Thursday, 19 January 2023
Public Dental Services: Motion [Private Members]
Dara Calleary (Mayo, Fianna Fail)
Gabhaim buíochas le gach Teachta sa Teach a bhí páirteach sa díospóireacht seo. I thank every Deputy, on behalf of the team at the Department of Health. The Minister, Deputy Stephen Donnelly, was here until just a few minutes ago and I assure the House that the Minister appreciates the serious difficulties that are being outlined this evening. I thank the Regional Group for bringing this issue forward.
The Minister has noted that the Government is committed to addressing the issue by easing current access issues through a range of interim measures, which still include a 40% to 60% increase in payment for treatments under the dental treatment service scheme, DTSS, last year, but ultimately through substantive service reform. In saying that I also want to acknowledge the truth of many Deputies’ feedback, including my own, on the inaccuracy on HSE lists on those participating in the DTSS. That needs to be improved. An additional allocation of €15 million has been invested in budget 2023 to support the work.
The national oral health policy, Smile agus Sláinte, sets out the vision for the future of oral healthcare services in Ireland. This is a body of wide-ranging and transformative reforms. While it will take a number of years to bring to complete fruition, there will be an early and continued emphasis on addressing the issues described this evening. The policy will support the provision of all levels of care by appropriate healthcare professionals and in the most suitable settings. It will support patient choice and access across the life course. The fundamental aspiration is that all Irish people will have their own dental home where they will build a lifelong relationship with a local dental practice or with practices of their choosing, for continuity of care from birth to old age. It will replace the current service approach, which is based on the dental health action plan 1994, which was informed by data from the 1980s. The policy has two goals, the first of which is to provide the supports to enable every individual to achieve his or her personal best oral health; the second goal is to improve access to dental care in an equitable and sustainable manner, therefore enabling vulnerable groups to improve their oral health. The policy reflects the WHO approach, grounded in primary healthcare, which is being informed by and aligned with other relevant Government and health policies, including the primary healthcare approach, Sláintecare and Healthy Ireland.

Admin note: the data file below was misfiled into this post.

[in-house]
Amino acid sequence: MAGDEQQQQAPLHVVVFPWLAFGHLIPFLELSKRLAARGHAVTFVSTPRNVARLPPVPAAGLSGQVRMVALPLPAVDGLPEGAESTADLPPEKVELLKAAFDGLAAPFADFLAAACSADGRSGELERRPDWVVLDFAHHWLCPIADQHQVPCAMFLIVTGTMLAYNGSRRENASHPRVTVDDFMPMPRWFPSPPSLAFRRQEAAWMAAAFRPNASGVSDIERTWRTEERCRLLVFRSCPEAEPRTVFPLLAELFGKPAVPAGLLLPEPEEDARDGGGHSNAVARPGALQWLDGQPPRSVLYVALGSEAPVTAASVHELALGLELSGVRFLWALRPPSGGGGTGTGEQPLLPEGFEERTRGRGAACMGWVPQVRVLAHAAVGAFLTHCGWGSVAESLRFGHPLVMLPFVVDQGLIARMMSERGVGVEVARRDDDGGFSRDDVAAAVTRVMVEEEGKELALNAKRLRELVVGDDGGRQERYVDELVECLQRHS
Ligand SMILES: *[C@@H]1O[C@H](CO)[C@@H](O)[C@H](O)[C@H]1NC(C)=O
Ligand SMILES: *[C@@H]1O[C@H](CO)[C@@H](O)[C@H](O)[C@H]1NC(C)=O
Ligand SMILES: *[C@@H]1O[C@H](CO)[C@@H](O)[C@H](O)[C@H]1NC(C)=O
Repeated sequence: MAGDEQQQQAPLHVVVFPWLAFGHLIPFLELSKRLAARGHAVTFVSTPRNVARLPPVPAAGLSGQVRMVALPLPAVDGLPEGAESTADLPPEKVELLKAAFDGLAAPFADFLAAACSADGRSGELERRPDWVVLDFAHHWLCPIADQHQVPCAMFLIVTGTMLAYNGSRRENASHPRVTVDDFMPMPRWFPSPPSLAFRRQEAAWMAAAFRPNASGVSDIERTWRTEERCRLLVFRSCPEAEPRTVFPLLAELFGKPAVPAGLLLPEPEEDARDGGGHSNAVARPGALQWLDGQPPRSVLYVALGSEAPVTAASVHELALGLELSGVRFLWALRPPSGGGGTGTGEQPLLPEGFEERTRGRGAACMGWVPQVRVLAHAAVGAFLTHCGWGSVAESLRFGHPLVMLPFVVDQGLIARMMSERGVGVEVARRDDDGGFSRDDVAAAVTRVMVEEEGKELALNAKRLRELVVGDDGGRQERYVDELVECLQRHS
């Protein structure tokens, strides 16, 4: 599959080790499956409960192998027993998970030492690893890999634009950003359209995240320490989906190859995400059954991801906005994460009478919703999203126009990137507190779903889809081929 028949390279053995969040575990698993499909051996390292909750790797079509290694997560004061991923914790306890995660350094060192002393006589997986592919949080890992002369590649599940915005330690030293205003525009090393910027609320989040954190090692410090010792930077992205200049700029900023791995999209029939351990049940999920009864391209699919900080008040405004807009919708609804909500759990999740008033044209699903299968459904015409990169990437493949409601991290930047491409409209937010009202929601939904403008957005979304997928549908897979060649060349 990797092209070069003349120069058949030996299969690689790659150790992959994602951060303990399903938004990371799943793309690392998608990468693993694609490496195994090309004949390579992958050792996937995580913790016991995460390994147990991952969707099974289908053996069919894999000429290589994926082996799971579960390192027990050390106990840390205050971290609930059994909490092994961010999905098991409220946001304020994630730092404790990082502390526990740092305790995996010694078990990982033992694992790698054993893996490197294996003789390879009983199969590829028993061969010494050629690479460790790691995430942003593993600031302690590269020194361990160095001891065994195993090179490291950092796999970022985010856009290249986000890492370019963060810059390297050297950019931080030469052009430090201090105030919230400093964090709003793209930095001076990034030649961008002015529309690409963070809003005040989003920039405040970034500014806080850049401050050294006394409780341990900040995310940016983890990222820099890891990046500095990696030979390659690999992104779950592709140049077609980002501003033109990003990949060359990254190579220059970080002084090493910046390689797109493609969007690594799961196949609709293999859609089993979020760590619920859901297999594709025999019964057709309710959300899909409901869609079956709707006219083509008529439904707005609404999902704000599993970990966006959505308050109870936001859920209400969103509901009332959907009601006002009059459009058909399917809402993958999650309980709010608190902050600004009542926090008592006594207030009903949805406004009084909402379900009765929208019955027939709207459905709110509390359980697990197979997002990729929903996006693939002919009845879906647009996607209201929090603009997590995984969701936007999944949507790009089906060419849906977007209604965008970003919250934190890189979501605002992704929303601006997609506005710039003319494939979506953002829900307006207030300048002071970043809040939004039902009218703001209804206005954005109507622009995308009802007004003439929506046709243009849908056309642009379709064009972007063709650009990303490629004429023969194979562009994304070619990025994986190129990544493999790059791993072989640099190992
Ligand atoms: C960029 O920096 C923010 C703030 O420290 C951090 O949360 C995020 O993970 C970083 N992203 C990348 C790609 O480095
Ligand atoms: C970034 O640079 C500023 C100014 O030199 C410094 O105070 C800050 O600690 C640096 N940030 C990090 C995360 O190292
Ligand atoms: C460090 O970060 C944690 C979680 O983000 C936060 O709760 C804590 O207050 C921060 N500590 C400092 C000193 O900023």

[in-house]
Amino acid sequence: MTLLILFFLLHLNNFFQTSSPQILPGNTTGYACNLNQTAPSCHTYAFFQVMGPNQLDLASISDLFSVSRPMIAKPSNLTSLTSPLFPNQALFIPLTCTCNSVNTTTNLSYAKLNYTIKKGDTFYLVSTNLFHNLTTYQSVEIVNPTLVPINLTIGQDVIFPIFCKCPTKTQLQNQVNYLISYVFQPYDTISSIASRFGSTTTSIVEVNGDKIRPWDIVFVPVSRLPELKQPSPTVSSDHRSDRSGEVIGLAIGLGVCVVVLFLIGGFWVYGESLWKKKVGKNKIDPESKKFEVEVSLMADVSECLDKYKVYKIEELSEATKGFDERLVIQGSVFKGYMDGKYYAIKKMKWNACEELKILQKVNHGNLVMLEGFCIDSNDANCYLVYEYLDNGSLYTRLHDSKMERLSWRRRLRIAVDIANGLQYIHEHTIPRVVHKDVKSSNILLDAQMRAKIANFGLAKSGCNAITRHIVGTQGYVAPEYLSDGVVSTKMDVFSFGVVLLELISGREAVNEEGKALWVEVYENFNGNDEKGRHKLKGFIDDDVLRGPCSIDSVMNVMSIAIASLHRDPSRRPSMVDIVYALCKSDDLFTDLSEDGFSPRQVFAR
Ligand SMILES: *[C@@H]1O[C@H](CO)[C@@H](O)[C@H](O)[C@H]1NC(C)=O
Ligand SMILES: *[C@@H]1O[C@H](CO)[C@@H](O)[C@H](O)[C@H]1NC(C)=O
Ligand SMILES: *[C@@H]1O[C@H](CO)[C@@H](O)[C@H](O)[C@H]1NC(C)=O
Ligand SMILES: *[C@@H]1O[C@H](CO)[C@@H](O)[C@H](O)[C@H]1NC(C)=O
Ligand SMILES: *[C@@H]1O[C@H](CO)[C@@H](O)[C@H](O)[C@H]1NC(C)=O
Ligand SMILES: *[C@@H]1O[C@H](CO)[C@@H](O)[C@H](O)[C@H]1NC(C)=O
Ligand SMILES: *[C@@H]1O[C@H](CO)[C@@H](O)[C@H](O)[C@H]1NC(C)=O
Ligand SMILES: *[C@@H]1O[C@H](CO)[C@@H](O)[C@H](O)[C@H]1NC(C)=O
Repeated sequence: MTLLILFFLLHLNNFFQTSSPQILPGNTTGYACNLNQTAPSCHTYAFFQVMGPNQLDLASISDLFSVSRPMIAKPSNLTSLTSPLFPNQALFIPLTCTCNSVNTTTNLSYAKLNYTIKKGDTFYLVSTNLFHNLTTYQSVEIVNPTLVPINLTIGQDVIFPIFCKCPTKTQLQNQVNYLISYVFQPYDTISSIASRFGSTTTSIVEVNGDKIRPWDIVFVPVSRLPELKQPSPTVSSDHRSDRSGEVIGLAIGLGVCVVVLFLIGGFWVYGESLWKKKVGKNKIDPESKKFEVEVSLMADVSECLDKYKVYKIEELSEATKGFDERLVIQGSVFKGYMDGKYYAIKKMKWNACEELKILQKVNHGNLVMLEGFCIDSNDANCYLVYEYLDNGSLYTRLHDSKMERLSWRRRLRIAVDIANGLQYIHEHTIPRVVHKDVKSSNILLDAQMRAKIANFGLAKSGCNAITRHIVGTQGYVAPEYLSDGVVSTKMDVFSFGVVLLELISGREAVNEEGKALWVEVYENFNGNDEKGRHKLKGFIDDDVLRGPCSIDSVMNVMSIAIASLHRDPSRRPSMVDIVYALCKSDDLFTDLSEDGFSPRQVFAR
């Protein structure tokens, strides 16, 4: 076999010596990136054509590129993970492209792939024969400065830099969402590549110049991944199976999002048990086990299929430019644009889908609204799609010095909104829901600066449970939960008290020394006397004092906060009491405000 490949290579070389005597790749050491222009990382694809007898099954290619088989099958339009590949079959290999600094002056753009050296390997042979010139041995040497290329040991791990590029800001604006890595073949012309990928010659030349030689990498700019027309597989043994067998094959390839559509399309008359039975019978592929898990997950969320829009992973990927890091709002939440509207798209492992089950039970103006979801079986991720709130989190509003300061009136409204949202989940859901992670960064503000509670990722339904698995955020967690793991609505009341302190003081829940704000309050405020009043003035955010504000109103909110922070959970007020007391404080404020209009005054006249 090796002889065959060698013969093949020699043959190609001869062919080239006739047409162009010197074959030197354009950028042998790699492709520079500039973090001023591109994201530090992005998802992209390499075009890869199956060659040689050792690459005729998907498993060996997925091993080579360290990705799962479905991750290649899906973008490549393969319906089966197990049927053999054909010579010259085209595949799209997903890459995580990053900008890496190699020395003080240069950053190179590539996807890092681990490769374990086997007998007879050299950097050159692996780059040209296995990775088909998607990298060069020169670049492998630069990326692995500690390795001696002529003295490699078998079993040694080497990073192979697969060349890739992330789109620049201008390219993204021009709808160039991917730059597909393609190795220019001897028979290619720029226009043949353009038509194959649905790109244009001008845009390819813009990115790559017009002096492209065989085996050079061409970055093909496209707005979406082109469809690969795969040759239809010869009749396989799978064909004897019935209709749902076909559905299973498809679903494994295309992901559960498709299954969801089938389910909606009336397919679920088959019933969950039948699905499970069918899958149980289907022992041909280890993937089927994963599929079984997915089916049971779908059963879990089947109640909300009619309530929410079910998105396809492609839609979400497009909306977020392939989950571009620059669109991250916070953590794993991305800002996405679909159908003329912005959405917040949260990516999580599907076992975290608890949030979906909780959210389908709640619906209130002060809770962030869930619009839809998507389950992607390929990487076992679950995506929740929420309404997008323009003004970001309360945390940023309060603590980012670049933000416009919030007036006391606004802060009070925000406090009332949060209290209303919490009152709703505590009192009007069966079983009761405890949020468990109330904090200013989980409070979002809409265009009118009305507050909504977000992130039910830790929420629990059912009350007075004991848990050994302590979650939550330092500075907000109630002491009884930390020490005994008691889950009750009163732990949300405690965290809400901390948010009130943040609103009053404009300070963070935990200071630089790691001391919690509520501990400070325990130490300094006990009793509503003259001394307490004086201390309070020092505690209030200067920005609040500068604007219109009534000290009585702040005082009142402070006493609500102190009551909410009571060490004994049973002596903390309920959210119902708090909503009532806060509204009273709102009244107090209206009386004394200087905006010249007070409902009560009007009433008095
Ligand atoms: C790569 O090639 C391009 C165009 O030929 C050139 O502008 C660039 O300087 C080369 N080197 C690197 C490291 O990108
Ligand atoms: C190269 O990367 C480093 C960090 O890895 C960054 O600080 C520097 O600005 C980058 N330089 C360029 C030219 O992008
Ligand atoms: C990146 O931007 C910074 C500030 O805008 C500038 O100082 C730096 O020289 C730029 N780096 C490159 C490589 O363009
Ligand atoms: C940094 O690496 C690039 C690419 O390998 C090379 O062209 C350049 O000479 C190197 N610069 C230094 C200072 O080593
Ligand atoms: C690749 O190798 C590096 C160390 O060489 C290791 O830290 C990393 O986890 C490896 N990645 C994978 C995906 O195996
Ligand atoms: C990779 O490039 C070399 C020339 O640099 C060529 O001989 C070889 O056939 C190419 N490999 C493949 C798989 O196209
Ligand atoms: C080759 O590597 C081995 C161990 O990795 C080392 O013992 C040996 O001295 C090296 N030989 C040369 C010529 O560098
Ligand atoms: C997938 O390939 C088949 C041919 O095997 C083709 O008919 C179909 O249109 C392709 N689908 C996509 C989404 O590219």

We know that oral health is linked with general health. Alcohol, tobacco use and poor diet are common risk factors that not only lead to poor oral health but to heart disease, stroke, diabetes, cancer and other non-communicable diseases. We know from Healthy Ireland surveys that the population highly rates the advice they receive from their dentists and from other oral healthcare professionals regarding these risk factors. Oral health promotion, based on a holistic approach, that acknowledges lifestyle-based risk factors common to oral and non-oral diseases, will be made available to all age groups under the policy. The Government has already taken the first steps towards this preventative approach in the measures introduced to the DTSS last May, which included the requirement for dentists to provide advice on diet, tobacco, alcohol and other lifestyle impacts as part of the oral health exam, and the reintroduction of the scale and polish treatment for all adult medical card holders. More than 93,000 additional people received scale and polish treatments under the scheme in 2022, versus 2021.